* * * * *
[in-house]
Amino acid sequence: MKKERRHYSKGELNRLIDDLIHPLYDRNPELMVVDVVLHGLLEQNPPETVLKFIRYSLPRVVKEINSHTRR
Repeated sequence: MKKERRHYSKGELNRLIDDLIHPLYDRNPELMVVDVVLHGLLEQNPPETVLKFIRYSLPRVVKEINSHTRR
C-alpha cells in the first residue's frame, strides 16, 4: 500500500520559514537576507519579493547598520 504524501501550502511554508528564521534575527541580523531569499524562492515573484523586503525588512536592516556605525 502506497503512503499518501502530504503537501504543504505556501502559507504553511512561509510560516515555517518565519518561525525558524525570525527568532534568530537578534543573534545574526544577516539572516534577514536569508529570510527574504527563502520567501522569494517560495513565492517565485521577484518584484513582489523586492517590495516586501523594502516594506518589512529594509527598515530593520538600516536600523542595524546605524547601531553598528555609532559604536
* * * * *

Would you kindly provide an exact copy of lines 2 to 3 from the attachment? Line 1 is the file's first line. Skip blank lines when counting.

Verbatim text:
Amino acid sequence: MKKERRHYSKGELNRLIDDLIHPLYDRNPELMVVDVVLHGLLEQNPPETVLKFIRYSLPRVVKEINSHTRR
Repeated sequence: MKKERRHYSKGELNRLIDDLIHPLYDRNPELMVVDVVLHGLLEQNPPETVLKFIRYSLPRVVKEINSHTRR